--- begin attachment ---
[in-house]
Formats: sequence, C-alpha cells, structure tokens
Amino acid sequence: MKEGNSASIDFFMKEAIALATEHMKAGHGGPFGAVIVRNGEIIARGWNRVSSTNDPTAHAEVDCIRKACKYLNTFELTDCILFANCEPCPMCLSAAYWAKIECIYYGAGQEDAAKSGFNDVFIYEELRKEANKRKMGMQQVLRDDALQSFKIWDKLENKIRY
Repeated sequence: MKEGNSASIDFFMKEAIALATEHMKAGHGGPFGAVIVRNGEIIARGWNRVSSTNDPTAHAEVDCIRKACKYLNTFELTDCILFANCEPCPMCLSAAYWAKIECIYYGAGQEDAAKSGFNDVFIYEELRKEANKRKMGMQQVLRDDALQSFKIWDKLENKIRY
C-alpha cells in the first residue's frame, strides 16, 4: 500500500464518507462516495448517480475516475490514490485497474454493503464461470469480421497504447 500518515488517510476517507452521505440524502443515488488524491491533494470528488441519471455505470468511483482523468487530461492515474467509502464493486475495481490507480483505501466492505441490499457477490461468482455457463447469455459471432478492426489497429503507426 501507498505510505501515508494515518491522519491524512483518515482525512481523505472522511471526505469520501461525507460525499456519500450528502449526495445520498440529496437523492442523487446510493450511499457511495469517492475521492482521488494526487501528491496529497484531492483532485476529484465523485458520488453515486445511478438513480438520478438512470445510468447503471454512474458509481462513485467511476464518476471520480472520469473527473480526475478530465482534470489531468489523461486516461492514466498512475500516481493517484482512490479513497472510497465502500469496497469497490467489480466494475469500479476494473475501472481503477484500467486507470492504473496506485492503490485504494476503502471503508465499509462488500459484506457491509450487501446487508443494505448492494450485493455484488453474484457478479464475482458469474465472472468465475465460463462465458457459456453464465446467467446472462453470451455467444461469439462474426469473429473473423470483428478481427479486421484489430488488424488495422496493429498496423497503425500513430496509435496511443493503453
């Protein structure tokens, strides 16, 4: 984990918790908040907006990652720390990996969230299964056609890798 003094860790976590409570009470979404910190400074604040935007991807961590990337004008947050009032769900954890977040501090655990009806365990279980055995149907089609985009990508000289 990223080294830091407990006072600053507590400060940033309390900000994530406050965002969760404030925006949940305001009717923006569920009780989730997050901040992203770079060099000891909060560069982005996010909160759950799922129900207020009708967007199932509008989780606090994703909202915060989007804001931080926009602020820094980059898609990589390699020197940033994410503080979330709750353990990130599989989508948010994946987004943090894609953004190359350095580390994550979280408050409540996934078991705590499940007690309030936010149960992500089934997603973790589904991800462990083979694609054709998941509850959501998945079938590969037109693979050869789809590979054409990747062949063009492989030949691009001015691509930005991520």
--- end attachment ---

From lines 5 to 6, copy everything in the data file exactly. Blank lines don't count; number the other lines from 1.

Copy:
C-alpha cells in the first residue's frame, strides 16, 4: 500500500464518507462516495448517480475516475490514490485497474454493503464461470469480421497504447 500518515488517510476517507452521505440524502443515488488524491491533494470528488441519471455505470468511483482523468487530461492515474467509502464493486475495481490507480483505501466492505441490499457477490461468482455457463447469455459471432478492426489497429503507426 501507498505510505501515508494515518491522519491524512483518515482525512481523505472522511471526505469520501461525507460525499456519500450528502449526495445520498440529496437523492442523487446510493450511499457511495469517492475521492482521488494526487501528491496529497484531492483532485476529484465523485458520488453515486445511478438513480438520478438512470445510468447503471454512474458509481462513485467511476464518476471520480472520469473527473480526475478530465482534470489531468489523461486516461492514466498512475500516481493517484482512490479513497472510497465502500469496497469497490467489480466494475469500479476494473475501472481503477484500467486507470492504473496506485492503490485504494476503502471503508465499509462488500459484506457491509450487501446487508443494505448492494450485493455484488453474484457478479464475482458469474465472472468465475465460463462465458457459456453464465446467467446472462453470451455467444461469439462474426469473429473473423470483428478481427479486421484489430488488424488495422496493429498496423497503425500513430496509435496511443493503453
């Protein structure tokens, strides 16, 4: 984990918790908040907006990652720390990996969230299964056609890798 003094860790976590409570009470979404910190400074604040935007991807961590990337004008947050009032769900954890977040501090655990009806365990279980055995149907089609985009990508000289 990223080294830091407990006072600053507590400060940033309390900000994530406050965002969760404030925006949940305001009717923006569920009780989730997050901040992203770079060099000891909060560069982005996010909160759950799922129900207020009708967007199932509008989780606090994703909202915060989007804001931080926009602020820094980059898609990589390699020197940033994410503080979330709750353990990130599989989508948010994946987004943090894609953004190359350095580390994550979280408050409540996934078991705590499940007690309030936010149960992500089934997603973790589904991800462990083979694609054709998941509850959501998945079938590969037109693979050869789809590979054409990747062949063009492989030949691009001015691509930005991520």